I’m not sure when I first realised that we’d met before. In the beginning, you were just the elderly man I often noticed pottering around our communal rooftop.
All the inhabitants of our building were encouraged to use the space up there to nourish our souls. The progressive architect who had designed our spacious, cleverly-ventilated apartments with their indoor waterfalls and cooling systems that did not require energy consumption also believed we should be outdoors and engage with nature as much as possible.
Perhaps he had a point. The benefits of “green exercise”–as gardening was now referred to by the wellness gurus – was clearly documented, with evidence showing that it improved mental health as well as providing much-needed physical activity for the “murgis” that the denizens of our mega-city had been reduced to.
But I had never responded positively to coercive measures, however well-meant, so gardening remained very much a spectator sport for me.
I watched you lovingly curate your little kingdom, from the hydroponic vegetables you grew organically (which the innovative architect would undoubtedly approve of!), to the blossoms that flourished under the caresses and conversations you bestowed upon them.
You were less forthcoming with humans. I noticed that you rarely spoke to anyone else in the building.
The guard insisted you were a good soul, shaking his head sadly at your prolonged grief over your wife’s passing.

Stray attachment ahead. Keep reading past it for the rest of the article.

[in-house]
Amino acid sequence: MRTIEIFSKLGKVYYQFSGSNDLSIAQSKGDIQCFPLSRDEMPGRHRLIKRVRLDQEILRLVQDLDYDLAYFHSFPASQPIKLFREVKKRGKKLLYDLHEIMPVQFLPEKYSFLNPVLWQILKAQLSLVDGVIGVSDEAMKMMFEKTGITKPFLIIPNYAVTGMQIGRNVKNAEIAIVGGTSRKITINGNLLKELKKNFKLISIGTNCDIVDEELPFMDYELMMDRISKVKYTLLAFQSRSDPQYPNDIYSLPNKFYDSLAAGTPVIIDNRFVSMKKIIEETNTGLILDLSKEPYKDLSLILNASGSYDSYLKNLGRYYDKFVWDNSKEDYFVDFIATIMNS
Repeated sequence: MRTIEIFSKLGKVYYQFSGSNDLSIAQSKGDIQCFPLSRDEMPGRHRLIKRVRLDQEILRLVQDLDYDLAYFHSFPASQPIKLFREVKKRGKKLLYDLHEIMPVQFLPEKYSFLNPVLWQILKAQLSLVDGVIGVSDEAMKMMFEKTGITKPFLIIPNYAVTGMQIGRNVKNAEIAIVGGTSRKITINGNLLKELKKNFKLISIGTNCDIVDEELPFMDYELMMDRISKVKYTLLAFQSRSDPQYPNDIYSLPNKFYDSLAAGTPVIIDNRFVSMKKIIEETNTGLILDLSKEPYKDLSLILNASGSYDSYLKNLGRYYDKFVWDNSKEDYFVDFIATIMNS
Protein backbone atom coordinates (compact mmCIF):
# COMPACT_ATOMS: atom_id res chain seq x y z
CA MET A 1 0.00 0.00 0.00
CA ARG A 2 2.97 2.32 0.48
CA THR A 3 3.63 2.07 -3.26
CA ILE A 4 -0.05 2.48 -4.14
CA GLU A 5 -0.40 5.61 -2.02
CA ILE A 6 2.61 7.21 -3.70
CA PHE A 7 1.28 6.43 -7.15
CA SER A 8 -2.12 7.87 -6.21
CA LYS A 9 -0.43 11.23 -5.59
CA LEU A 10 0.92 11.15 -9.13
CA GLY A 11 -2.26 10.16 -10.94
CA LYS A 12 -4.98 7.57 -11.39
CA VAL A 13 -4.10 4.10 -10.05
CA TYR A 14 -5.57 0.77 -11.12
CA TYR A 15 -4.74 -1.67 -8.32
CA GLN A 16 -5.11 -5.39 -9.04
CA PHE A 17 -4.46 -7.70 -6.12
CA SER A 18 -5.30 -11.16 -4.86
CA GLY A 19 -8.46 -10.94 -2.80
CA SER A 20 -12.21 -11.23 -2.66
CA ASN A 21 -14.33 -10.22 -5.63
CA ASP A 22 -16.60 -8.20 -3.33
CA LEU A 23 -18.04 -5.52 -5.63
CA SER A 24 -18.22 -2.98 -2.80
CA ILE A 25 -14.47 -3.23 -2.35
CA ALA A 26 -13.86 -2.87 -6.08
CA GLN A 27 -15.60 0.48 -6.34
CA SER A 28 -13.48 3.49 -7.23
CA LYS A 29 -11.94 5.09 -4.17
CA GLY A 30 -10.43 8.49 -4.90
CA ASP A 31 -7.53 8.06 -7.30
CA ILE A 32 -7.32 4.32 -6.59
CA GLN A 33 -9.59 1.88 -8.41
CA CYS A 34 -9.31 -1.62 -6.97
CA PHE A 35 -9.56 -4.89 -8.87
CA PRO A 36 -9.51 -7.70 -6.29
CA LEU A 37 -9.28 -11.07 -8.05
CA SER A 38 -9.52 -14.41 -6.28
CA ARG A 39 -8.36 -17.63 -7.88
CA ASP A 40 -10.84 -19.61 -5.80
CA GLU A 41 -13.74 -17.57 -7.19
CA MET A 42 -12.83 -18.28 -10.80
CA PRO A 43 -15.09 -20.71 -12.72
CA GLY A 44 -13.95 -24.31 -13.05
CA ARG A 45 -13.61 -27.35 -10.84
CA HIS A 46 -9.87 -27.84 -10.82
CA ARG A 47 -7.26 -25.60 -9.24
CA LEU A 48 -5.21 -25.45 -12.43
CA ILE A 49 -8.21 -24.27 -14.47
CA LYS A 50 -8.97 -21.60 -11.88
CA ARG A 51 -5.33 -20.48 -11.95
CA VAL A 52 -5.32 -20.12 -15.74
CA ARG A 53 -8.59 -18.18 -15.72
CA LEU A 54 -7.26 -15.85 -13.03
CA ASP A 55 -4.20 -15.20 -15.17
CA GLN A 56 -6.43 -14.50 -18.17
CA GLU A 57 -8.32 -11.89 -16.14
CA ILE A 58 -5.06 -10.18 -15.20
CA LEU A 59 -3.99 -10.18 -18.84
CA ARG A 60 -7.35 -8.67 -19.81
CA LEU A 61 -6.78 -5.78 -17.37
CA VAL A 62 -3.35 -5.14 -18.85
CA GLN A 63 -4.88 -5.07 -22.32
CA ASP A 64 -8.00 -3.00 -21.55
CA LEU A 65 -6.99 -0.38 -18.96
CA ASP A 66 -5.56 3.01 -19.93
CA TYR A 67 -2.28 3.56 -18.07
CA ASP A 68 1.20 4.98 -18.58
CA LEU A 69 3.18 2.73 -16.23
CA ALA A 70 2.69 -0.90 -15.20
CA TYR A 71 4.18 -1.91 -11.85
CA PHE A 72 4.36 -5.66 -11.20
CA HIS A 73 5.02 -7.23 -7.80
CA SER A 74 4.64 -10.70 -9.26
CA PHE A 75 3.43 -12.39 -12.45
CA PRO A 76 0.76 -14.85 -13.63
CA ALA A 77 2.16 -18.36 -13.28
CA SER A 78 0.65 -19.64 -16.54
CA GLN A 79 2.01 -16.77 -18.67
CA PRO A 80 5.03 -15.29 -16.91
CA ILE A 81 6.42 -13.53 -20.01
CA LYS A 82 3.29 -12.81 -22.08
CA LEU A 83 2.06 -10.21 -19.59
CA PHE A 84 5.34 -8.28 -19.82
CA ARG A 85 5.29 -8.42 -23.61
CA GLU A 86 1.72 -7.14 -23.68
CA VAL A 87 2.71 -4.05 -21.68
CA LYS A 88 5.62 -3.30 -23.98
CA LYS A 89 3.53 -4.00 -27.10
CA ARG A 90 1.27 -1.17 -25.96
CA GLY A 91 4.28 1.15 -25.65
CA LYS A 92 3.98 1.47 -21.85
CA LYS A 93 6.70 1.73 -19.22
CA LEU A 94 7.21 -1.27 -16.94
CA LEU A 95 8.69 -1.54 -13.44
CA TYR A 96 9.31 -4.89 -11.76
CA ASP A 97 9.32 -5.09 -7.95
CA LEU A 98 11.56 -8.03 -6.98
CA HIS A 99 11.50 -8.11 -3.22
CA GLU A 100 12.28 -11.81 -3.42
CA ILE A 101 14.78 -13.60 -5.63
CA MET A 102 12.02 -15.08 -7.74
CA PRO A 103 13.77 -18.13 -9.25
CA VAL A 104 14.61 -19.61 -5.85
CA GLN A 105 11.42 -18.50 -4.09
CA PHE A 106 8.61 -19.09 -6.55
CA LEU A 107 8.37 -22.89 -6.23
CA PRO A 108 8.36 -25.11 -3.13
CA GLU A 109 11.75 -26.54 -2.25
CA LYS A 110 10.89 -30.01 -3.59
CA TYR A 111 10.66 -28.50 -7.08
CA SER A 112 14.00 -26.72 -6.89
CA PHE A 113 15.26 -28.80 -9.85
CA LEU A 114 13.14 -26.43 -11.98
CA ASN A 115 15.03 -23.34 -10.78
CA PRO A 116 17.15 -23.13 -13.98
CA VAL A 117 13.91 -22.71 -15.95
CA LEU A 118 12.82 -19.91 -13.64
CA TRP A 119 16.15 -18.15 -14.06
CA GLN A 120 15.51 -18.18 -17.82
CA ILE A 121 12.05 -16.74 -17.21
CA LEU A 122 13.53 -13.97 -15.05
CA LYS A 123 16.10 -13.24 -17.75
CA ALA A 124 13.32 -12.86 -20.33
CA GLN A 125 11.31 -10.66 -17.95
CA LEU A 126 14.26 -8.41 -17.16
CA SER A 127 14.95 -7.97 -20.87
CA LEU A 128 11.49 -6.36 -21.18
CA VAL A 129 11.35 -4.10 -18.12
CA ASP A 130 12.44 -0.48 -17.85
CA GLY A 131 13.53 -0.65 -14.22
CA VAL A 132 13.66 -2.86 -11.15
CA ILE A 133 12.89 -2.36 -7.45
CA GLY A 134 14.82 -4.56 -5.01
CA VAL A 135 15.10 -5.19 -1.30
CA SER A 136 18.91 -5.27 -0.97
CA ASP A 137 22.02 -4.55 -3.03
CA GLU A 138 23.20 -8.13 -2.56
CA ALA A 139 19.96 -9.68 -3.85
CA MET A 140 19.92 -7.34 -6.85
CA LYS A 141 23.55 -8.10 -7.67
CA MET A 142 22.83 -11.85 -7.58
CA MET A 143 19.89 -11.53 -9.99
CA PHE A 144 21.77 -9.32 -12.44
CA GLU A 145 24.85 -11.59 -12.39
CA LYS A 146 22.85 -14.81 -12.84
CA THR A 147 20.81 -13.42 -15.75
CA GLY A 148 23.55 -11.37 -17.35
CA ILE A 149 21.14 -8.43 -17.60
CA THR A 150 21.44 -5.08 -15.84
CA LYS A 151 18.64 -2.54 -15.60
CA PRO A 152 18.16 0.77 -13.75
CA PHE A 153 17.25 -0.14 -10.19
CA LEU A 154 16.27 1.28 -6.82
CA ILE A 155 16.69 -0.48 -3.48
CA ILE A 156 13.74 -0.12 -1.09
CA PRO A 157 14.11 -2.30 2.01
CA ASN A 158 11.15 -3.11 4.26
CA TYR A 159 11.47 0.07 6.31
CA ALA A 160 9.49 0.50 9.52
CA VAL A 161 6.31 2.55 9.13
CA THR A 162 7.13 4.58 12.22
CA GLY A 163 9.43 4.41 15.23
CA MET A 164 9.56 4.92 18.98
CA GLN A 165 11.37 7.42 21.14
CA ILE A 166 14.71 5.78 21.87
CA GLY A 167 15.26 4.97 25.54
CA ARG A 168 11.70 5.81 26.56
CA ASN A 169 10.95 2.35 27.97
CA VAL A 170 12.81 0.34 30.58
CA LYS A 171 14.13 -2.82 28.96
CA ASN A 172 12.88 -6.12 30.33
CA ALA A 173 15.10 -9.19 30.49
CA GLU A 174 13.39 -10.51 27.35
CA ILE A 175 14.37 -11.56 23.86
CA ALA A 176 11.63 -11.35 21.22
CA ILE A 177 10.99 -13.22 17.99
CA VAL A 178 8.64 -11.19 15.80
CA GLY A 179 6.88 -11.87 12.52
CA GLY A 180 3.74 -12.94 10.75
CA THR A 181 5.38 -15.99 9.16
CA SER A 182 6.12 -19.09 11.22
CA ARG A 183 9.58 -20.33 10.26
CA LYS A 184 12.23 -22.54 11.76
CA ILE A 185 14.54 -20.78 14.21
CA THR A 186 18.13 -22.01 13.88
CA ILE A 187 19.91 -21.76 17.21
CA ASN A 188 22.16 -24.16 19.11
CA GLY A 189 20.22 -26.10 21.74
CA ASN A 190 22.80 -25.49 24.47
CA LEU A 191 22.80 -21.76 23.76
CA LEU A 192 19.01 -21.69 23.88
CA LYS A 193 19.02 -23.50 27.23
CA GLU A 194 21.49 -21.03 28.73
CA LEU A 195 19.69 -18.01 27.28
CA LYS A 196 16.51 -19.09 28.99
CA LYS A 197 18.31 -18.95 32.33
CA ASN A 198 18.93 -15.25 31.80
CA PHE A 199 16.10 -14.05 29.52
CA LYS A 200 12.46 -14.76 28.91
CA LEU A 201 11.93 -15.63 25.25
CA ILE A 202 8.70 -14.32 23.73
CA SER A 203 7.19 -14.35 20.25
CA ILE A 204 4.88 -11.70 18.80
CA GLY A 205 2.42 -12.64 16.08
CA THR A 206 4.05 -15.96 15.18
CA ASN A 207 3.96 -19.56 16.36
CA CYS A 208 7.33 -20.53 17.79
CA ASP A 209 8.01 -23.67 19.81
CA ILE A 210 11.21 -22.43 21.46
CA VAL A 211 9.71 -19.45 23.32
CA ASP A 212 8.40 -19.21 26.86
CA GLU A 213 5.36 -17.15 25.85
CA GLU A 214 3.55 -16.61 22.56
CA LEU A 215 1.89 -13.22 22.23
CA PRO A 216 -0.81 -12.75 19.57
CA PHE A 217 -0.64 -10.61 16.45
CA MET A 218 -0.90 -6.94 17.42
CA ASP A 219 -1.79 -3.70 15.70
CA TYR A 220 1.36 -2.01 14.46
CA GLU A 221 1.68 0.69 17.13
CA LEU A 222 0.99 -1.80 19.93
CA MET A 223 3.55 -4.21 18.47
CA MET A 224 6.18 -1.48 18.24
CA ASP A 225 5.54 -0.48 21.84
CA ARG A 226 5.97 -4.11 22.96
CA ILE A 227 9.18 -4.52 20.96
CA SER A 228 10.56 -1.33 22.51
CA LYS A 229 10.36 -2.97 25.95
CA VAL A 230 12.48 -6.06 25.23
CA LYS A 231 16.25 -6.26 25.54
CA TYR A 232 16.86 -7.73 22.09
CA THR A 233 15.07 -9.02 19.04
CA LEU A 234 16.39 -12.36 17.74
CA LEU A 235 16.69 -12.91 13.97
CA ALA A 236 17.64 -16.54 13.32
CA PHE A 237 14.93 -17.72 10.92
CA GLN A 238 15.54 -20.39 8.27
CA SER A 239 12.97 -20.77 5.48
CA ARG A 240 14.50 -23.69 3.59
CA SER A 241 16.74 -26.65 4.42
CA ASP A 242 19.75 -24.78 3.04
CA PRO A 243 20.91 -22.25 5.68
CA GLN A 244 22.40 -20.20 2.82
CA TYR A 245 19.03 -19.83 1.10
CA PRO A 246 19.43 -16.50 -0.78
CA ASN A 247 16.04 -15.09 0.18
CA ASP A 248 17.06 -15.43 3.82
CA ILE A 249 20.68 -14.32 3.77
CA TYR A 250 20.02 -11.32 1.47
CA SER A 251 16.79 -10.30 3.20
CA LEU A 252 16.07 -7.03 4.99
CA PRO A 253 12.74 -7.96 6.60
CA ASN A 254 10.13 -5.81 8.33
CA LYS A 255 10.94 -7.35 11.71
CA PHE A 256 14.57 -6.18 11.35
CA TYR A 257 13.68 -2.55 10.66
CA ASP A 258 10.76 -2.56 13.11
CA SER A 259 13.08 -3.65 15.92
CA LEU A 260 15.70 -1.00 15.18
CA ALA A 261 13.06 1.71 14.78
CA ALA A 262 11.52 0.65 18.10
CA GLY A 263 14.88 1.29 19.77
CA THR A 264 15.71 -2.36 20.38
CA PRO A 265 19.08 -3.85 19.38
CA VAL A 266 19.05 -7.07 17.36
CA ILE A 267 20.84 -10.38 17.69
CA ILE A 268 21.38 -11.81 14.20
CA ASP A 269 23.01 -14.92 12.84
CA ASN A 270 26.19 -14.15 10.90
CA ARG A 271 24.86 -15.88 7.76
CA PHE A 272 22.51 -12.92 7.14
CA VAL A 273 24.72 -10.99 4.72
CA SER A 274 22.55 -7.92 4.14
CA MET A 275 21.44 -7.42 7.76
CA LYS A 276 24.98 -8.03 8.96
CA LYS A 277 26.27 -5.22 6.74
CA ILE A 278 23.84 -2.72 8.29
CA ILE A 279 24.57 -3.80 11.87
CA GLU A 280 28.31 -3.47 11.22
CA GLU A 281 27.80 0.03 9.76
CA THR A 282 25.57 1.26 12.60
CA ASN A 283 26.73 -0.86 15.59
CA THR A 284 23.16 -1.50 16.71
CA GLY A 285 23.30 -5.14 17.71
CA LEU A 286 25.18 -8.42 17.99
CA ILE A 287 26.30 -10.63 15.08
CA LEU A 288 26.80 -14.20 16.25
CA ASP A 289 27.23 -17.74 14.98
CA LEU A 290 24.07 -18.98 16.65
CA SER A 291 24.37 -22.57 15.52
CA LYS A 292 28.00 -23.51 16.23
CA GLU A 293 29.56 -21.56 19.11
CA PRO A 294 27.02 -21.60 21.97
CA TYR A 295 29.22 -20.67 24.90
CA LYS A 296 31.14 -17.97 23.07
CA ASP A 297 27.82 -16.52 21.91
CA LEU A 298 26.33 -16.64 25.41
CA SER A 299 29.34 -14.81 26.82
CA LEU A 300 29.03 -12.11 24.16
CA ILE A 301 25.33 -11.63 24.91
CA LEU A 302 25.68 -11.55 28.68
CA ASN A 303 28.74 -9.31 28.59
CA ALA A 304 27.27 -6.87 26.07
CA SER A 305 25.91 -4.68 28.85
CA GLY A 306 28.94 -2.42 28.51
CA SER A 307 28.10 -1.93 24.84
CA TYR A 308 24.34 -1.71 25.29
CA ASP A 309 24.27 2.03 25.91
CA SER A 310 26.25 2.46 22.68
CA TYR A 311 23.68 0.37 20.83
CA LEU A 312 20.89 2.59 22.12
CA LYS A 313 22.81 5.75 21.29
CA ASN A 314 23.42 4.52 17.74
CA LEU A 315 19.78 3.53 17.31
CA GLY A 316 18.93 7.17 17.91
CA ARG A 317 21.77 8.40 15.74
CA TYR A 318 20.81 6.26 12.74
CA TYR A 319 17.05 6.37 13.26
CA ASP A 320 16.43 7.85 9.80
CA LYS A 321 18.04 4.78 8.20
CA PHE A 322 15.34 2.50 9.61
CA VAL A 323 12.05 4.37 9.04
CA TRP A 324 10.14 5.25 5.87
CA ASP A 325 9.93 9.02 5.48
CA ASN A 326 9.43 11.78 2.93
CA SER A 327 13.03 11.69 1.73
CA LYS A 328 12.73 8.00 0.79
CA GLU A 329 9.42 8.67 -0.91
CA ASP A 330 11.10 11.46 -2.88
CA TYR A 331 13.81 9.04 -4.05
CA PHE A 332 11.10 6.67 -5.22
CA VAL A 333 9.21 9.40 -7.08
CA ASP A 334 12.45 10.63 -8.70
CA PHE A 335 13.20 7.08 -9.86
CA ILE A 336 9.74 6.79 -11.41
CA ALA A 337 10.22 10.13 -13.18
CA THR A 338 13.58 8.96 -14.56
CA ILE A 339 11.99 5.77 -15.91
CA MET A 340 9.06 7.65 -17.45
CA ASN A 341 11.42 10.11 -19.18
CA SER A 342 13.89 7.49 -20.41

“His children live abroad, you know. They didn’t even visit their parents properly before she died. He looked after her all by himself for two years. But I never once heard him complain about it!”
I couldn’t imagine your loneliness, living in my rambunctious household with an affectionate, if absent-minded, husband and three delightful teenage demons.
Perhaps I too would someday be reduced to relying on roses for company. I shuddered at the thought.
When I was finally able to place you, I lost no time in launching my campaign for casual interaction, ostentatiously displaying some potted plants that cried out for attention.
You resisted my overtures at first, averse to what you must have feared was pity on my part. But you realised soon enough that my plants were the ones deserving of my (and everyone else’s) pity!
Why did I do it? Because one good turn deserves another.
And I remembered–eventually–a time when a heartbroken young girl on a river cruise encountered a kind middle-aged man.
College is meant to embody the best years of our lives, and quite often it does.
But it is also a time when raw emotions hit the hardest. So it can seem impossible to get over a rejection from the person you considered the love of your life.
“It’s rarely as bad as it seems, Ma. Even this shall pass. If it makes you feel any better, it is sometimes easier to share your problems with a stranger. After all, It’s not as if we’ll ever meet again.”
But we did.
Even though a quarter-century would pass before that happened…